Pat McGinn learns how to cope with having two sons abroad at Christmas time.
“Don't blow the tall white candle out
But leave it burning bright,
So that they'll know they're welcome here
This holy Christmas night!”
This is one of the verses from the beautiful poem “An Ciarrí Carúl Nollag” (“The Kerry Christmas Carol”), which is described as an evocation of an old Irish custom in which each household would leave a lighted candle in their window on Christmas night. It is the belief and hope that Joseph, Mary and the Child who would be wandering the roads looking for a place to rest, would know that they were safe and welcome.
Christmas is a very important time of year in Irish culture; it is a time of family unity and remembering friends everywhere. Nowadays, whilst the lighted candle may be replaced by an electrically powered candle, that tradition still exists. In recent years, however, in homes like my own, people will be reflecting on who won't be home for Christmas rather than who is.
Both my sons are away from home this year. One has married and lives in England with his lovely wife. My other son, like many thousands of young Irish from across this island, is in Australia working.
In a recent “Skype” from Perth, he gave out to me that he could see no Christmas decorations up in the house. I had actually said to my wife not to bother much with Christmas as neither of our sons would be home. I have met many mothers and fathers from throughout this district who expressed the same sentiments. Yes, Christmas and all that goes with it can bring you down if you let it in on you. In other circles I hang about in we call it a “Pity Party.”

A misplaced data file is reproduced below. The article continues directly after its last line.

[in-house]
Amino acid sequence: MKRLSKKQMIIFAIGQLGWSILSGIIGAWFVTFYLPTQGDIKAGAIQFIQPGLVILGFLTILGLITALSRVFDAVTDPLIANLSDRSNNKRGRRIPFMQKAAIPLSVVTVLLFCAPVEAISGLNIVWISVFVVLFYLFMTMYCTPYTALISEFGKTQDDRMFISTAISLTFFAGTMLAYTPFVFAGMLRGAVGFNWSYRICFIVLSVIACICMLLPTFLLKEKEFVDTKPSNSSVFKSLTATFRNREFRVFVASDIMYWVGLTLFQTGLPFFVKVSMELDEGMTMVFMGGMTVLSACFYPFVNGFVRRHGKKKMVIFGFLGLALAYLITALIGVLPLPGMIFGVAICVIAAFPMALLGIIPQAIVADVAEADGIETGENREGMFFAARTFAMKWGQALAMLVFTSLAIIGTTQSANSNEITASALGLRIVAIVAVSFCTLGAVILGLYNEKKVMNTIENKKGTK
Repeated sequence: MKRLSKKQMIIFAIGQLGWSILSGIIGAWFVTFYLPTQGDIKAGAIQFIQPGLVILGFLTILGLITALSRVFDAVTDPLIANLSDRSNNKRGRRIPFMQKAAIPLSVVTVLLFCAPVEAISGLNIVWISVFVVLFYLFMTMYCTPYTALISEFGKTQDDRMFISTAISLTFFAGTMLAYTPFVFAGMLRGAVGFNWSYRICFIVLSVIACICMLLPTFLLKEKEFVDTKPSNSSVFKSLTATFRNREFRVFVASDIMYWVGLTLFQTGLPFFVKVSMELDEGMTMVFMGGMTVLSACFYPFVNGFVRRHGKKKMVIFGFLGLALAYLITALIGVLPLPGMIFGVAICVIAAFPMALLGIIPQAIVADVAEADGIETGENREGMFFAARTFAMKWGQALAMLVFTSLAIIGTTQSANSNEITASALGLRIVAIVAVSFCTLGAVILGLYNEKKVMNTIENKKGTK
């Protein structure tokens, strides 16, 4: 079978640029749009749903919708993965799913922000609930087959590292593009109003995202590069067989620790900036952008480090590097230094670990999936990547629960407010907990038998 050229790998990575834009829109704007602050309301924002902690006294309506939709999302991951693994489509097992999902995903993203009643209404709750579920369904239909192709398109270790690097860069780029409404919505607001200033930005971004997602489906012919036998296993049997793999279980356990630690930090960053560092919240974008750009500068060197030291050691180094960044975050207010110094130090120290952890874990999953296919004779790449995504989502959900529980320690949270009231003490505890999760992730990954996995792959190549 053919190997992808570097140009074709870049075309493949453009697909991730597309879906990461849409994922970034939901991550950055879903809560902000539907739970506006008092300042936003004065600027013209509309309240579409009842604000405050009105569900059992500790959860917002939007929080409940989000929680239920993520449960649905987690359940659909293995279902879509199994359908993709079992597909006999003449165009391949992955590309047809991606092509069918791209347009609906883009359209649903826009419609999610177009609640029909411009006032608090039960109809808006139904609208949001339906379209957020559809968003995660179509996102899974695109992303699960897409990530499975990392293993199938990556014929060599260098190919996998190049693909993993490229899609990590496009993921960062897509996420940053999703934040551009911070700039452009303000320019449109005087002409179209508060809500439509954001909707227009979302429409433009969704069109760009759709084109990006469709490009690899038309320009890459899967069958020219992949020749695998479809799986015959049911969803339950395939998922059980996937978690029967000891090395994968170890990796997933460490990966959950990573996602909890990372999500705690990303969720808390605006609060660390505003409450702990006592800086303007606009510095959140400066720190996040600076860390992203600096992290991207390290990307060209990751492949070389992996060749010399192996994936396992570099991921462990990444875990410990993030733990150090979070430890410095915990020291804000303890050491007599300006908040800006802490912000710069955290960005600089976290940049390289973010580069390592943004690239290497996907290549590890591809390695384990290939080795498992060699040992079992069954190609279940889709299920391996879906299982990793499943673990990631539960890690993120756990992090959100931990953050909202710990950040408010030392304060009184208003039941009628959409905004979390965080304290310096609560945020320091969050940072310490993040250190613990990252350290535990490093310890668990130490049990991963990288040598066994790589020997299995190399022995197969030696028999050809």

However, a trip to the much-maligned Newry Swimming Pool changed my focus. The first man I met in the steam room had buried his young son as a result of a car accident some months ago. That set me reflecting about people like young Dariush, whose lovely smile and presence left this earth nearly a year ago; the “Three Amigos,” three friends who lost their lives through suicide and whose fundraising night I attended during the year; young Rory Staunton, whose funeral I attended to let his family know that just as they cared about our “Undocumented Irish” in America, we now cared about them; my young American cousin Samantha, who at 28 died too young, and many many more Ar dheis Dé go raibh a n-anam: May their souls be at God's right hand.
It all became clear. The scourge of emigration which has haunted this land affects practically every family in the locality, and more so at Christmas. Yes, we miss you our sons, daughters, neighbors, and friends, but hey, we can Skype, we can phone, it will pass and as the Wolfe Tones sing “Those big Airplanes go both ways.”
For the families that have experienced the loss of a loved one, no such opportunity. They have to cope as best they can or even cannot.
So let’s get the Christmas Tree and decorations up, let us rejoice in the meaning of Christmas. I am proud of my sons and the many lads and girls I know who are now living and working away from Ireland. I look forward to the day that we can offer them here in the land where they were born, educated and raised, the gifts of hope and opportunity.
Until then “May peace and plenty be the first to lift the latch on your door, and may happiness be guided to your home by the candle of Christmas”
Nollaig Shona Dhaoibh
* Pat McGinn, from Camloch, County Armagh, is an IrishCentral reader. Originally published in 2012.
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